Fire Inspector: Principles and Practice is a cutting-edge online training program offered in partnership by FireRescue1 Academy and Jones and Bartlett Learning. This program provides an engaging learning experience for students taking Fire Inspector level courses. It is important for fire inspectors to know how to interpret and apply national and local codes and standards in the office and also in the field.
Fire Inspector: Principles and Practice is designed to prepare fire inspectors and ensure they set the highest standards of fire and life safety in their communities. This training program meets and exceeds the job performance requirements for level I and II fire inspectors from Chapters 4 and 5 of NFPA 1031, Standard for Professional Qualifications for Fire Inspector and Plan Examiner, 2014 Edition.
|Course Name||Course Description||Hours|
|Module 1: Inspector Authority – How to Become a Fire Inspector||Training to become a firefighter is challenging. By the time you complete this course, you’ll be well equipped to continue a centuries-old tradition of preserving lives and property threatened by fires. You’ll have an understanding of the many duties and responsibilities of the fire service, and you should have a feeling of personal satisfaction about your accomplishment.||0.75|
|Module 2: Building Construction||The Building Construction module of the Fire Inspector course discusses building materials, building construction types, occupancies, the code enforcement structure as adopted by the Authority Having Jurisdiction and governed by NFPA and the International Fire Code (IFC), and how they relate to a building inspection.||3.5|
|Module 3: Occupancy Loads and Means of Egress||The Occupancy Loads and Means of Egress module of the Fire Inspector course discusses the relationship between occupancy loads and appropriate means of egress. This module looks at occupancy load calculations and the various components of means of egress such as doors, stairs, ramps, passageways, exit discharge, etc. that must be factored in to determine the same egress plan.||1.5|
|Module 4: Fire Detection and Alarm Systems||The Fire Alarm and Detection Systems module of the Fire Inspector course discusses the components of a fire detection and alarm system, the classes, use, & operation of fire alarm systems, occupancy requirements, the inspection and testing of detection and signaling systems, and how they relate to a building inspection.||3|
|Module 5: Water Supply and Fire Flows||The Water Supply and Fire Flows module of the Fire Inspector course discusses the design, components, resources, and distribution employed to develop fire department water supplies and the use and testing of the fire hydrant to develop available fire flows at a given structure or area of the water system. These are all important elements for the fire inspector.||2.5|
|Module 6: Fire Suppression Systems||The Fire Suppression Systems module of the Fire Inspector course discusses the various types of fire extinguishing sprinkler systems, components, installation, their operation, and how they relate to a building inspection.||2|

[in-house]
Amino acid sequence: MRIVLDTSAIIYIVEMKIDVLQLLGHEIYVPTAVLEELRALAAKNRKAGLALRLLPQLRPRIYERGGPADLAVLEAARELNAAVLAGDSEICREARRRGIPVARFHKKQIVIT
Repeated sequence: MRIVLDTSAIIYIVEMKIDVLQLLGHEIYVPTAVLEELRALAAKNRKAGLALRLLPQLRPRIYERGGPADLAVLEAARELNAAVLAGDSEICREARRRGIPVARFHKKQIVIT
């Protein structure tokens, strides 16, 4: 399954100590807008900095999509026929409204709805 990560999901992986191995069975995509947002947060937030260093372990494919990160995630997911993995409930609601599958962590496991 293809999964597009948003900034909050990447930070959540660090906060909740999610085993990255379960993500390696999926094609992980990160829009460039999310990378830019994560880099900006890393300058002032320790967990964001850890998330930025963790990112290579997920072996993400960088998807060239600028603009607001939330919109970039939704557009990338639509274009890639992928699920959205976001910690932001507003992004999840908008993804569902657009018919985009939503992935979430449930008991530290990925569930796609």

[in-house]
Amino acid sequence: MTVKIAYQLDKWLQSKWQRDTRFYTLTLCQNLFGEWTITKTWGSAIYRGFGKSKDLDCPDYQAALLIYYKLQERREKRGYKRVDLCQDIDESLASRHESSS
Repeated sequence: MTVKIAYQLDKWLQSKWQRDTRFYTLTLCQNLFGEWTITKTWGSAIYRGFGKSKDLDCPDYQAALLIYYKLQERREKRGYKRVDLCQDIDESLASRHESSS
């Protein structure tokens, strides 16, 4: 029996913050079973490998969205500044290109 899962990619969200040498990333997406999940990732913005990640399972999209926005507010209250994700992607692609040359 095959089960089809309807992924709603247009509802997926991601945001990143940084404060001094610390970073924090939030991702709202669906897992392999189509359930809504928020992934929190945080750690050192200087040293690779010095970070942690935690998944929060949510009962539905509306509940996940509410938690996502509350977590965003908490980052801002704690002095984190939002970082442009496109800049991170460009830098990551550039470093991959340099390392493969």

|Module 7: Fire Growth and Spread Factors||The Fire Growth and Spread Factors module of the Fire Inspector course discuss the factors which both affect and restrict fire growth and spread. The factors include fire resistance and fire and flame spread ratings, fire loads, roof coverings, firewalls and partitions, fire doors, fire and smoke dampers, smoke and heat ventilation systems, and how all these relate to a building inspection.||2|
|Module 8: Hazardous Materials Awareness||The Hazardous Materials module of the Fire Inspector course covers in some detail the nine Haz-Mat Classifications that form the basis of the codes that regulate them. The risk to the public, Haz-Mat vendors, and first responders associated with Hazardous Materials reflects its comprehensiveness: there is a lot to know. The Fire Inspector must have a well-rounded knowledge of hazardous materials, their handling, storage, transportation, and display.||2|
|Module 9: Fire Hazard Recognition||The Fire Hazard Recognition module of the Fire Inspector course emphasizes the Inspector’s ability, once he or she has become familiar with the categories of prevention, to anticipate a situation that may develop into something dangerous from recognizing the hazards that are presented. Much of this centers around traditional fire prevention violation areas: poor housekeeping, ignition sources, careless use of flammable and combustible liquids, open burning, and improper use of electricity.||1.5|
|Module 10: Emergency Planning and Preparedness Procedures||The Emergency Planning and Preparedness Procedures module of the Fire Inspector course discusses approach and access to a building or structure by firefighters, interior building factors relating to movement inside and egress from the building for firefighters and occupants, and the development of emergency evacuation plans, and NFPA and IFC evacuation plan and drill requirements, all of which relate to a building inspection.||1.5|